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Groundwater along with oxygen is arguably the most important natural resource for human life, and National Groundwater Awareness Week, March 8-14, is a good time to learn how to become a good steward of it, the National Ground Water Association said today.
Ninety-nine percent of all available freshwater in the world is groundwater, according to the U.S. Geological Survey. That means all the world’s rivers, lakes, and streams make up only one percent.
“Life as we know it would quite simply not be possible without groundwater. It provides drinking water to about 132 million Americans, supplies surface freshwater bodies, waters crops, and supports ecosystems,” said NGWA Public Awareness Director Cliff Treyens.
“The same is true throughout the world. That is why it is so important that every person do something to be a good steward of this vital resource — and there are some very practical things every person can do,” Treyens said.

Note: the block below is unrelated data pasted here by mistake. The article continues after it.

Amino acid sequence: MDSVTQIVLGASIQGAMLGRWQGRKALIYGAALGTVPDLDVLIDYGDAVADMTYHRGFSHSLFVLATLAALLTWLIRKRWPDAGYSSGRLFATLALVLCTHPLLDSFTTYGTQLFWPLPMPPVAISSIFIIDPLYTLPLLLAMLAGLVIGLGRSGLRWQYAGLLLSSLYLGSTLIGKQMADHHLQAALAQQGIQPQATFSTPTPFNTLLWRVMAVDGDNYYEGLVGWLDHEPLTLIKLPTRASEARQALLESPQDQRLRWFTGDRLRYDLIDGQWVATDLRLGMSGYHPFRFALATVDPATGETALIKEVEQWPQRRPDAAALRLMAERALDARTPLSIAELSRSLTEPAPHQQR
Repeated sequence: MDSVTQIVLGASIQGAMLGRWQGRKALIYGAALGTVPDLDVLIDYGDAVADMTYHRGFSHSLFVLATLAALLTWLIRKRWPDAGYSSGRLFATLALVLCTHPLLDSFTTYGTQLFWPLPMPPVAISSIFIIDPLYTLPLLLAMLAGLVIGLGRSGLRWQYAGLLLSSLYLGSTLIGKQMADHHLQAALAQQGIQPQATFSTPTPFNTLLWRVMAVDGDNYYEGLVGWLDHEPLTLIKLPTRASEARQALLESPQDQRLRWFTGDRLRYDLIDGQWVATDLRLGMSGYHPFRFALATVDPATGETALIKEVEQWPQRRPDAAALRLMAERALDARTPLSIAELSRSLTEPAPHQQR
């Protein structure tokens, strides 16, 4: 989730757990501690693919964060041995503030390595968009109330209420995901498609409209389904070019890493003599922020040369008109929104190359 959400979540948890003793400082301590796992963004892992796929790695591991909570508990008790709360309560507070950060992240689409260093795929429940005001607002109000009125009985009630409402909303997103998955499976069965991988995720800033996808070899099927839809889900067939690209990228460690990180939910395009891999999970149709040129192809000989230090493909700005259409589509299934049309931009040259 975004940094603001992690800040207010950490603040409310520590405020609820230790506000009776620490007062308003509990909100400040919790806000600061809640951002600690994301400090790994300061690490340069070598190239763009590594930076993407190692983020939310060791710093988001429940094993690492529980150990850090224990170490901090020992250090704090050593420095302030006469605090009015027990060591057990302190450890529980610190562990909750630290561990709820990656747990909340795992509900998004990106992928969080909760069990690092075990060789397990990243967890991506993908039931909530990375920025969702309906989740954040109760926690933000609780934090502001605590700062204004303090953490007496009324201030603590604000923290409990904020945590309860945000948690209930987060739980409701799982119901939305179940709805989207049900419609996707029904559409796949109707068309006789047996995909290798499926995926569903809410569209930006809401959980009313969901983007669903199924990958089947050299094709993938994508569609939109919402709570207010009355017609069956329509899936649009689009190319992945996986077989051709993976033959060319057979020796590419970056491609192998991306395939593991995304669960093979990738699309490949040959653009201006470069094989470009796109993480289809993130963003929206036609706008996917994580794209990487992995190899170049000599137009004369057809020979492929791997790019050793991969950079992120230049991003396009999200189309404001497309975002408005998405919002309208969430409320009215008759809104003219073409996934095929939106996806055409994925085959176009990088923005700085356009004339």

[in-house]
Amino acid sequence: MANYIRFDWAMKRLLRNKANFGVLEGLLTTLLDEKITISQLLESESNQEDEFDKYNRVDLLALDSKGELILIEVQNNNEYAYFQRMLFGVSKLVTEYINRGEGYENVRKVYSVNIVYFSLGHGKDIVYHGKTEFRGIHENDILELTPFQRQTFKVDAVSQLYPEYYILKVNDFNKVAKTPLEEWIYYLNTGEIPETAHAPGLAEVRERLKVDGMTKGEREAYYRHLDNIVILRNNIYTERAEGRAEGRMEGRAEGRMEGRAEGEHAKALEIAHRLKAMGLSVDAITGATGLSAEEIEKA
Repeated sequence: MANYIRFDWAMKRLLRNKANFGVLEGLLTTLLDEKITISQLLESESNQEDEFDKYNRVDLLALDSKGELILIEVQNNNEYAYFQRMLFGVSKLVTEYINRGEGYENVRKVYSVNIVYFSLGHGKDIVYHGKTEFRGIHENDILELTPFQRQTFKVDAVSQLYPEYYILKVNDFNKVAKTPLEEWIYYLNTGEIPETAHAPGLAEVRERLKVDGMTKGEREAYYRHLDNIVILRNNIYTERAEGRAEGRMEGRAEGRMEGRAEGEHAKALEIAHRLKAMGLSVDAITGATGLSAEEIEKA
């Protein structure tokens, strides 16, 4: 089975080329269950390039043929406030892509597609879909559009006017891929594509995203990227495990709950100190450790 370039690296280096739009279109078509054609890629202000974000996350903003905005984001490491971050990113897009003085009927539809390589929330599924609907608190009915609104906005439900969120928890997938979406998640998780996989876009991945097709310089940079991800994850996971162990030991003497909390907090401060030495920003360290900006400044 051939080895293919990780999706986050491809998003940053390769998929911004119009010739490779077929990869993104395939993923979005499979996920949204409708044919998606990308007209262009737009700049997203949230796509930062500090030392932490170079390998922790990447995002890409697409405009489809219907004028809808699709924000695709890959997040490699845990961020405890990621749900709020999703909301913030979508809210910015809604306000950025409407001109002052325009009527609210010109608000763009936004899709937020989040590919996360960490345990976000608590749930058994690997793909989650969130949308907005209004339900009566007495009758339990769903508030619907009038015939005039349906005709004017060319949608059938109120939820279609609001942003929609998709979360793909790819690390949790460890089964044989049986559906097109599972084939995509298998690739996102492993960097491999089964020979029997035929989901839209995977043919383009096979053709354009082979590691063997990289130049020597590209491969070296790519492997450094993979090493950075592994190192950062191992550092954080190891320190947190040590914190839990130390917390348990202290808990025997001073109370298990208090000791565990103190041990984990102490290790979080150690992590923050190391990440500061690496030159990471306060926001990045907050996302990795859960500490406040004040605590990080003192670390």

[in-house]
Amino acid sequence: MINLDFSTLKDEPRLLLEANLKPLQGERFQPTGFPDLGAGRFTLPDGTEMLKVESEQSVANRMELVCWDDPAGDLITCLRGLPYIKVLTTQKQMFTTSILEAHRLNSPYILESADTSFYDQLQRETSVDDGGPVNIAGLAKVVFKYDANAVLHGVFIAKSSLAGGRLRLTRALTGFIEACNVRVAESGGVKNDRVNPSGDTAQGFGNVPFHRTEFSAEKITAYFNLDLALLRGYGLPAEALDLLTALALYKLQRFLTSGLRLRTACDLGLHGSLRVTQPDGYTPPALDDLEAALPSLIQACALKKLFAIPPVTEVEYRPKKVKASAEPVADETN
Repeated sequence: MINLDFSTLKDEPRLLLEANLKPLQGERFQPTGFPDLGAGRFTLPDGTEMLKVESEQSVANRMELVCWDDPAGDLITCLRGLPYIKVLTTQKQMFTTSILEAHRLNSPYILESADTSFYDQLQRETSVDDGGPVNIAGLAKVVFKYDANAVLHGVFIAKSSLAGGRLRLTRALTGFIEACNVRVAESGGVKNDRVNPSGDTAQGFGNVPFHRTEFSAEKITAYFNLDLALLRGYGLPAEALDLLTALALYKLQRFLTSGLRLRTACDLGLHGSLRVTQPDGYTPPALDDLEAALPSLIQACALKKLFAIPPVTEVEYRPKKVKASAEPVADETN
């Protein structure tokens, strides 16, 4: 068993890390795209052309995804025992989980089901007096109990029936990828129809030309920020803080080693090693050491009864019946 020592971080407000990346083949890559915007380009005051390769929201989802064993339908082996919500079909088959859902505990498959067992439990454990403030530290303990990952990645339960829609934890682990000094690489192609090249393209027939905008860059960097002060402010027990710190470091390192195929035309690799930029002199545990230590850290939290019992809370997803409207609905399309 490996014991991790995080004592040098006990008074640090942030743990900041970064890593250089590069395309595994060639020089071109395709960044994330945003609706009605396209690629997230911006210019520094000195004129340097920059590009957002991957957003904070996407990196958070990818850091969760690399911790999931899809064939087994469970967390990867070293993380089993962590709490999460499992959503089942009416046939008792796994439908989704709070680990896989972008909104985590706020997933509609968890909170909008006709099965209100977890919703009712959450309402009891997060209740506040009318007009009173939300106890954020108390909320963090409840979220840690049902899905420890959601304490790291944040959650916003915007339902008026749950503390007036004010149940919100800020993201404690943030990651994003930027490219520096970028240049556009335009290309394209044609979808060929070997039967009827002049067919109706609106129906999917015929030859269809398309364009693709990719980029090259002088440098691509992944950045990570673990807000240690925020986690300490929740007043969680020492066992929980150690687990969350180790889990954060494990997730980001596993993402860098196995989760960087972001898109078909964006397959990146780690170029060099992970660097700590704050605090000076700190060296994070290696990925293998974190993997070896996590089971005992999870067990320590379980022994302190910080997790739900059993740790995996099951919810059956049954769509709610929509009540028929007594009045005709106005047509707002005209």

Consider the following:
- 87 million Americans are on community water systems that use groundwater.
- 44.5 million Americans supply their own water through water wells.
- As much as 90 percent of the rural population would have no reliable water source if it weren’t for private household water wells.
- Irrigation uses an estimated 53.5 billion gallons of groundwater a day — supplying water to some of the most productive agricultural lands in the world.
- Livestock and aquaculture use an additional 3.5 billion gallons of groundwater a day.
NGWA encourages every person to protect and conserve groundwater in the following ways:
- Dispose of hazardous substances at appropriate disposal facilities.
- Don’t pour hazardous substances down the drain or toilet, or on the ground.
- Properly store hazardous substances in secure containers.
- Don’t pour water down the drain when there may be another use for it.
- Repair dripping faucets and toilets; one drop per second wastes 2,700 gallons or 10,221 liters per year.
- Use water-efficient appliances.
- Use native or drought-resistant plants outdoors.
To learn more, visit NGWA’s “groundwater stewardship — protection and conservation” page. Also visit NGWA’s website for household water well owners, WellOwner.org.